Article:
Independent and cutting-edge analysis on Turkey and its neighborhood

Despite continued doubts about its relevance since the end of the Cold War, NATO has been constantly called upon to take on new tasks. It was instrumental in extinguishing the flames of ethnic and nationalist rivalries in the Balkans. Far from completing its life cycle, at the Prague Summit in November 2002, NATO committed itself to modernize and transform to meet the challenges of the 21st century. It has now overcome the out-of-area or out-of-business dilemma, as it prepares to assume the command of ISAF.  Despite the different vision of its members on some issues, NATO remains a twin-pillar alliance and the only institution capable of meeting new security risks. Since the end of the Cold War, it has almost become a routine proclivity to argue for the irrelevance of NATO. During the early Nineties, articles in the media were almost obituaries, with the main contention being that with the disintegration of the Warsaw Pact and the disappearance of the constant threat against which NATO had been designed to defend, NATO was no longer needed.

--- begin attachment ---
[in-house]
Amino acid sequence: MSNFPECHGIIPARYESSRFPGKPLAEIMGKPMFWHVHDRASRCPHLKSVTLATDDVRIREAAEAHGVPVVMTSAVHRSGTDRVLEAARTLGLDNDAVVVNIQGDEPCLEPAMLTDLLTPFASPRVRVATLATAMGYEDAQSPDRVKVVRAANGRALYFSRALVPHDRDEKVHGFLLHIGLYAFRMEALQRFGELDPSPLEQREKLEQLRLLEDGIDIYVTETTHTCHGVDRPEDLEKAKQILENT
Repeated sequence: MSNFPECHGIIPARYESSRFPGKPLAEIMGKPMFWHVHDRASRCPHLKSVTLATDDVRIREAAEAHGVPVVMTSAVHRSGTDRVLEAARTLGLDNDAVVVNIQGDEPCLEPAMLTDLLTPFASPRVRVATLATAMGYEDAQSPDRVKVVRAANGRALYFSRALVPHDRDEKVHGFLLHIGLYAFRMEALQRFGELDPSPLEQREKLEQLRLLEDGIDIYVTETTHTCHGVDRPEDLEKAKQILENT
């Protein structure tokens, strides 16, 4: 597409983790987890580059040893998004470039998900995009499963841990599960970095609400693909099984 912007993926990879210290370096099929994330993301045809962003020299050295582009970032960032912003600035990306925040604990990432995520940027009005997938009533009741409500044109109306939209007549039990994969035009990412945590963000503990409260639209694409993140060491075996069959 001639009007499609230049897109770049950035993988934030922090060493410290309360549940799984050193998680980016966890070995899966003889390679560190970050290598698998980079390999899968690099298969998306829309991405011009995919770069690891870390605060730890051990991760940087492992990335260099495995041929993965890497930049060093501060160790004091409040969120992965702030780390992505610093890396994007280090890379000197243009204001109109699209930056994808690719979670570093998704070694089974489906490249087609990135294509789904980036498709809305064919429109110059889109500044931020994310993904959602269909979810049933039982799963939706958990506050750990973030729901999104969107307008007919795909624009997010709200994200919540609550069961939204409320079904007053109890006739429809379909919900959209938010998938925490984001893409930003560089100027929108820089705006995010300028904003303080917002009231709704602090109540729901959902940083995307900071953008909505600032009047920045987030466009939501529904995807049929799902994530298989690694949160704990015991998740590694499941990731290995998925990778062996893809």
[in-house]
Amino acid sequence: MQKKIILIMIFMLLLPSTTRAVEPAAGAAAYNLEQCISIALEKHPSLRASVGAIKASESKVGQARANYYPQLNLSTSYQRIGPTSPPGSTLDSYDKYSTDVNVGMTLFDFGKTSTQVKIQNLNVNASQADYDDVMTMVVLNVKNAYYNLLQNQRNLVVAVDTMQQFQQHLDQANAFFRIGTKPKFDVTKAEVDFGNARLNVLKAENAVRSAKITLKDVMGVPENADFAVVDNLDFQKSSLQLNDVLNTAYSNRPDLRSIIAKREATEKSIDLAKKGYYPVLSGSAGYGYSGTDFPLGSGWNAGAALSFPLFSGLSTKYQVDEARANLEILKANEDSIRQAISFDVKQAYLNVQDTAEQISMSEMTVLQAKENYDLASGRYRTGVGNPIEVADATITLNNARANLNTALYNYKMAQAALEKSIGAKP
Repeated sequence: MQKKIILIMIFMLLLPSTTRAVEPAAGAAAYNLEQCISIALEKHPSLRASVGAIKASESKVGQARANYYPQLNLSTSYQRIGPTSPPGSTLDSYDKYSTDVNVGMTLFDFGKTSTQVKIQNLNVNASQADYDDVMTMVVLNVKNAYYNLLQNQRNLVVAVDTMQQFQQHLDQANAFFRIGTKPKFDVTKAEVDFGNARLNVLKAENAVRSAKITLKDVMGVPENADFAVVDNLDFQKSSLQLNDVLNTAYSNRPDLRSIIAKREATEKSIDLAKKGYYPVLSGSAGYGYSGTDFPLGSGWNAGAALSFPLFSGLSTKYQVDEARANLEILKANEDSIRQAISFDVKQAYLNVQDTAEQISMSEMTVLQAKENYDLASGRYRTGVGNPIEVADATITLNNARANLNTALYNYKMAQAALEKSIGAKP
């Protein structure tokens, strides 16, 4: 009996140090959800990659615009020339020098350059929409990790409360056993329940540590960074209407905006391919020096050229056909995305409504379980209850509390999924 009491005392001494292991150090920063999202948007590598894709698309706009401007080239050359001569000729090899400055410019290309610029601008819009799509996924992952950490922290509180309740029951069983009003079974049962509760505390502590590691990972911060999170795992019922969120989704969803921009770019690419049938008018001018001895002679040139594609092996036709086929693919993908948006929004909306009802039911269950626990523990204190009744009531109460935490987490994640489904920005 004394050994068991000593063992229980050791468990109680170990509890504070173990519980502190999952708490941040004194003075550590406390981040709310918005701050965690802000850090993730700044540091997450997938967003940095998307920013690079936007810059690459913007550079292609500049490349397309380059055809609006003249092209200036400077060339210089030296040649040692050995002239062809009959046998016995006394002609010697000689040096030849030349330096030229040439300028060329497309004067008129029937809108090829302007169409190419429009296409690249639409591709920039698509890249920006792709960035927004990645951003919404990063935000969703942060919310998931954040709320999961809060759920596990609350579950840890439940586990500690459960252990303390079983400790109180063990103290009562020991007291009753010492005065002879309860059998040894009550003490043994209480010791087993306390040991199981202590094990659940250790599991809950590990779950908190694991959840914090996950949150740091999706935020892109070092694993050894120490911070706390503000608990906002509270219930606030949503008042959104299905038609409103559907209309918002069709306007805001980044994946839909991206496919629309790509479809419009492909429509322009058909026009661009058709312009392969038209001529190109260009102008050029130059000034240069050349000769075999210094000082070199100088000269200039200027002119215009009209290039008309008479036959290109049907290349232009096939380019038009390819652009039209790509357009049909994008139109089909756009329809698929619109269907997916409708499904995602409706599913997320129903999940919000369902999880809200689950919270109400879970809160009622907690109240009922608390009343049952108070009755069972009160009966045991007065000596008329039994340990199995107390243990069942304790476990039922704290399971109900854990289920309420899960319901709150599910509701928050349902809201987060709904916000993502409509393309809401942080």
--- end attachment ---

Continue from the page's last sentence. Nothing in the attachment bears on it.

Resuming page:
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CONTRIBUTOR
Osman Yavuzalp
Osman Yavuzalp
From the Desk of the Editor Over the last couple of years, Turkey has weathered multiples storms in close succession: two general elections that took place in a polarized political climate, an escalation of the Turkey-PKK conflict, a crisis with Russia, the 2016 failed coup attempt followed by state of emergency measures, and the continued threat of terrorist attacks. The aftermath of the constitutional referendum in April...
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